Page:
Many people are keen to reduce their taxes, which makes sense. However, in my own experience I find that many methods of reducing tax, although they allow you to reduce your tax, may have other questionable consequences.
I will talk about three methods to reduce tax in Australia, namely business expense deductions, negative gearing, and salary sacrificing.
Any business expense you have can be claimed as a deduction, thereby reducing your taxable income. For example, if you work as an accountant and you subscribe to an accounting-related magazine, you can claim the cost of this subscription and reduce your taxes. Many people subscribe to the magazine and then say, "I don't care about the costs because it's deductable." This is not a good attitude. Suppose the magazine subscription costs $100. Suppose your taxable income is $50,000 per year. Any additional dollar you earn is taxed at 30 per cent. By getting $100 deducted, your taxable income is $49,900, which means that you effectively pay $70 for your magazine and you save $30. Even though you paid less for your magazine, you are not getting it for free. You still have to pay $70 for it. You cannot therefore simply buy useless crap that you don't need to reduce your tax. The stuff you buy needs to actually be something you want or something you need. You will need to make an evaluation as to whether the benefits of subcribing to the accounting magazine is greater than $70 per year. If it is, buy the magazine. Claiming work expenses like crazy reminds me of people who always buys products if they are heavily discounted. If they see that some product is 50 per cent off at the mall, they are highly likely to buy it, even though the discounted product may still be expensive and maybe they didn't really want it in the first place.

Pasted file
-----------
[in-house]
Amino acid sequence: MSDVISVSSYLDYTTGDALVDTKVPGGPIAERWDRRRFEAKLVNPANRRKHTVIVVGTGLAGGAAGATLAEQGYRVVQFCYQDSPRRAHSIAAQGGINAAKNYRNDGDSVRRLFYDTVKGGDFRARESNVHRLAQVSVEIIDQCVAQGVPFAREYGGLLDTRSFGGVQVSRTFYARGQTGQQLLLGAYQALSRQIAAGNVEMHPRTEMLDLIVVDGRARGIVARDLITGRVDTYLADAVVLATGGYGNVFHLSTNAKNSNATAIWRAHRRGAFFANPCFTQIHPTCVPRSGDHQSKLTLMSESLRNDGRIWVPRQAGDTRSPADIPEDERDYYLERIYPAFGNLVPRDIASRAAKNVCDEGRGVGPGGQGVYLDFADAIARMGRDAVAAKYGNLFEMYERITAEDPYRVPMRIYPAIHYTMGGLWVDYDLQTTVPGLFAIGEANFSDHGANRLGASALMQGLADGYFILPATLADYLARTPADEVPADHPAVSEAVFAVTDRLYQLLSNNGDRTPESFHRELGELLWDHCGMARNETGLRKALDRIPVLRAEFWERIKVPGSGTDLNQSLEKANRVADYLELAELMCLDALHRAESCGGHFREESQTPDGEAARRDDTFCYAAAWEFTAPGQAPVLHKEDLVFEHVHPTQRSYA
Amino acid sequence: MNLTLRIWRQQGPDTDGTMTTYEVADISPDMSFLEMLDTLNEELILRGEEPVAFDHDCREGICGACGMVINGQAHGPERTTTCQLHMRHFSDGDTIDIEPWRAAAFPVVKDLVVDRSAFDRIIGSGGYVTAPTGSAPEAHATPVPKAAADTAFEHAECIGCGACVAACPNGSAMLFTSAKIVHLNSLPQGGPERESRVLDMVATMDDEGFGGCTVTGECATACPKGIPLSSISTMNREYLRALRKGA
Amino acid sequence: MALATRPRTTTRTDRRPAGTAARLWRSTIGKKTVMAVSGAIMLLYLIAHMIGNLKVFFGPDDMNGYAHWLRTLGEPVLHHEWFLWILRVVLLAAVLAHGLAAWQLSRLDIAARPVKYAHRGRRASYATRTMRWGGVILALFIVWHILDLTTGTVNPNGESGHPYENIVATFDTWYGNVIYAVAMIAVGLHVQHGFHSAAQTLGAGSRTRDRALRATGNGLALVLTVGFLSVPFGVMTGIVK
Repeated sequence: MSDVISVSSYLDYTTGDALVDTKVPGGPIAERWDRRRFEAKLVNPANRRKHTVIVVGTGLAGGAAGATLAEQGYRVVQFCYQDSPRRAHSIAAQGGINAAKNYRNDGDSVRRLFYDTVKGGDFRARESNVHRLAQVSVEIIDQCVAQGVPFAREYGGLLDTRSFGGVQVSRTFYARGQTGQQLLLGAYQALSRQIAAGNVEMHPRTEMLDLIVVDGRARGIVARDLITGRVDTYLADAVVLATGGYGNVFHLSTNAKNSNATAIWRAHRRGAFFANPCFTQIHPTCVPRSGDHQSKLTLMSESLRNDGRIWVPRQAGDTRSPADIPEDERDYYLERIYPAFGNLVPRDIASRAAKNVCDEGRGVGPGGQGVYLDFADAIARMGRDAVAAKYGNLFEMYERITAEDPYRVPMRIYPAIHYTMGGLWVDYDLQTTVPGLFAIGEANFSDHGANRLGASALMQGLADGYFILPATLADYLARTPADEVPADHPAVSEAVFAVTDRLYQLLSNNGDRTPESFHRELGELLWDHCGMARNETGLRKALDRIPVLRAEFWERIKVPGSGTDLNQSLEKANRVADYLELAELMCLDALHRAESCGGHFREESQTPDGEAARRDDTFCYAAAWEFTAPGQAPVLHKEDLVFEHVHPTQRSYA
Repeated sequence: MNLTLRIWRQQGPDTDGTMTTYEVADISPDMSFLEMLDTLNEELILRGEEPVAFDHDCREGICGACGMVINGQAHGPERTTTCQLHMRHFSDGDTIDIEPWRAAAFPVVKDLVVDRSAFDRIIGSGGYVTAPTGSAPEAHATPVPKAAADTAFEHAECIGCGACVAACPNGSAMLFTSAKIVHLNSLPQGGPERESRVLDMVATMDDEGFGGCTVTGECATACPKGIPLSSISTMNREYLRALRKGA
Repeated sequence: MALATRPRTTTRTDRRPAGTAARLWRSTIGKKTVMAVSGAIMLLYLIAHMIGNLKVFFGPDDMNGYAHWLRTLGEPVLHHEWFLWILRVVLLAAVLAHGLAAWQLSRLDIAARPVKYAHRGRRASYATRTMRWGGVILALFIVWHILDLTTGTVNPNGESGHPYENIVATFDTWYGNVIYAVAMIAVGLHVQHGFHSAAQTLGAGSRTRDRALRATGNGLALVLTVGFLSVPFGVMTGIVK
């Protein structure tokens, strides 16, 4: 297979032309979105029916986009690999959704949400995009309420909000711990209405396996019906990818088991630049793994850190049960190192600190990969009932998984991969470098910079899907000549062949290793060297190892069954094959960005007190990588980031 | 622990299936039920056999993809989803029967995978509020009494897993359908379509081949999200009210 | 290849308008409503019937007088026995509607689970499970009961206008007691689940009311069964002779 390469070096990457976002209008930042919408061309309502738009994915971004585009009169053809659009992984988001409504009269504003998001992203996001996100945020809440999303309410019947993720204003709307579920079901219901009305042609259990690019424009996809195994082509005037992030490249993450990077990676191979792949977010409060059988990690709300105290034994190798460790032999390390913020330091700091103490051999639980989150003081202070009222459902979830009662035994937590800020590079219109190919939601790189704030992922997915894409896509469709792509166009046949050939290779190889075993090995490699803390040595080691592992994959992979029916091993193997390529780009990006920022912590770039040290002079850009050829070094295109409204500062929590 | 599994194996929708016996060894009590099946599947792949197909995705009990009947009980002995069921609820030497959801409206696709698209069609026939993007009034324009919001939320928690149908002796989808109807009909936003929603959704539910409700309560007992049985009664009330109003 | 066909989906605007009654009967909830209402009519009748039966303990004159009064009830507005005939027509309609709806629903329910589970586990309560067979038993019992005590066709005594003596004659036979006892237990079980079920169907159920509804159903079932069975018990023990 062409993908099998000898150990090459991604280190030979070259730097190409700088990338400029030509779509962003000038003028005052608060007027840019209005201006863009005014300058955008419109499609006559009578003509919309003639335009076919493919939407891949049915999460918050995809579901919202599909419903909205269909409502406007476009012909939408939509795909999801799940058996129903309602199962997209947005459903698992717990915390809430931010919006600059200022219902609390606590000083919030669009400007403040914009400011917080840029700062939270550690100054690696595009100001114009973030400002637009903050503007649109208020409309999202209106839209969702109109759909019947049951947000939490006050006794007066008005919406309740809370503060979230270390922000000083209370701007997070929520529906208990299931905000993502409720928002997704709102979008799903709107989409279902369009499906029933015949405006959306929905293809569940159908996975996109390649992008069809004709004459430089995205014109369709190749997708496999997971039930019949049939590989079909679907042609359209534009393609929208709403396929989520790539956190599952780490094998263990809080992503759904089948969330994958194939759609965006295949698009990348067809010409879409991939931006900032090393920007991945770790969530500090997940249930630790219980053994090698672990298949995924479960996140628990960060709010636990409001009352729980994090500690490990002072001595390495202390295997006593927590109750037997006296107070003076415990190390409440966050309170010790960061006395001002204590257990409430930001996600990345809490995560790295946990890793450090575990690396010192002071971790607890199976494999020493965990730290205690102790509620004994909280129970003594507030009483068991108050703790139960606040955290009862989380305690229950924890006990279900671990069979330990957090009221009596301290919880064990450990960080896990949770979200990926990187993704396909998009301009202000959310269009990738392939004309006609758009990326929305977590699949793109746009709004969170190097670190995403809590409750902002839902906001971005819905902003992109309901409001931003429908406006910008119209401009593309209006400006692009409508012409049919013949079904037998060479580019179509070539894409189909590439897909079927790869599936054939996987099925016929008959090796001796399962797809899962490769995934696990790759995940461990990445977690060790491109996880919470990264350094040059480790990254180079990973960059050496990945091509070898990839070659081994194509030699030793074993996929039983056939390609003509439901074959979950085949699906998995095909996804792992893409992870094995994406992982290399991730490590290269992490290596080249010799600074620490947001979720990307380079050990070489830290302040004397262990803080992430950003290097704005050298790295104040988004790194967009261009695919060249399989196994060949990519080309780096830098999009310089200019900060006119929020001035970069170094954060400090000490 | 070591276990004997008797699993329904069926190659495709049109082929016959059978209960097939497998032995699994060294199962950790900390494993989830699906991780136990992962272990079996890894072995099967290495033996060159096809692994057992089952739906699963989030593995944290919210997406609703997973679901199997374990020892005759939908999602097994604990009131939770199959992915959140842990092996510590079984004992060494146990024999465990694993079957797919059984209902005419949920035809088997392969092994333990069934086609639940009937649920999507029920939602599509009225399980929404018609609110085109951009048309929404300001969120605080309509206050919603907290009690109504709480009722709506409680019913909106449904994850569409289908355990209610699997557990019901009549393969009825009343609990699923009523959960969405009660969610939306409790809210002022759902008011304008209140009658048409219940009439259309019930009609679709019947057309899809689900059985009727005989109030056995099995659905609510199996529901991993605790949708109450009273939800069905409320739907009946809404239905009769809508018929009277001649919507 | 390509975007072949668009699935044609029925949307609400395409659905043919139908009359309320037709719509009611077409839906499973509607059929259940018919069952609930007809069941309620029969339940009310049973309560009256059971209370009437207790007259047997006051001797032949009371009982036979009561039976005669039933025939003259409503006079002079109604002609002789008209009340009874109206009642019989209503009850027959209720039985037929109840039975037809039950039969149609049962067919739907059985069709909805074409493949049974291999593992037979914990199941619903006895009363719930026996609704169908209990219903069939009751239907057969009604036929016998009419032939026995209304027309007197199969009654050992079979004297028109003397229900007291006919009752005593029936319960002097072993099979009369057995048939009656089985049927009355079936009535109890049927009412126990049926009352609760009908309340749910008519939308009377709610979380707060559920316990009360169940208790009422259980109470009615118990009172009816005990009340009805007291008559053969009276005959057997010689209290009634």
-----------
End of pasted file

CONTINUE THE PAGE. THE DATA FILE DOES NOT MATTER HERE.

Negative gearing is another tax dodge that people like to talk about, especially in Australia where it is very fashionable to invest in real estate. Negative gearing involves borrowing money from the bank to buy some income-producing asset (e.g. a house). If the repayments to the bank is greater than the income coming from the asset, then the difference can be used to reduce your taxable income. Many people think that by negative gearing they can simply borrow heaps of money, buy heaps of houses, and pay no taxes. But you should be very careful about doing this. To keep it simple, even though negative gearing allows you to reduce your tax per se, this reduction in tax is more than made up for by the increase in other expenses, most notably interest repayments. That is, even though you have reduced your tax debt to the government, you now have a loan debt to the bank. Even though you are paying less tax to the government, you are effectively paying a tax to the bank in the form of interest repayments. The government is happy to allow this tax dodge. Even though they lose money by allow citizens to pay less income tax, they make a lot of money simply by allowing bankers to make more money collecting interest and then taxing the profits of the banks to recoup their lost cash. There is nothing wrong with borrowing money to buy something for investment purposes. However, most people do not realize how difficult it is to come out ahead when borrowing to invest. Interest rates in Australia are very high. Mortgage interest rates are about 7 per cent now. If you borrow to invest, the banks will charge you more, probably 8 per cent or more. For you to break even, your investment will need to produce 8 per cent or more per year. This is highly unlikely. I do not know of any investment that gives 8 per cent per year with low risk. In fact, any investment that gives 8 per cent per year with low risk is probably a ponzi scheme or some other similar investment scam. Most people also underestimate just how much of a burden paying back a massive loan is. Einstein claimed that compounding interest is one of the major wonders of the world. It is definitely wonderful and pleasant if your savings or investment value went up in value exponentially due to compunding interest. However, compounding can work against you if you have debt because debt can compound over time.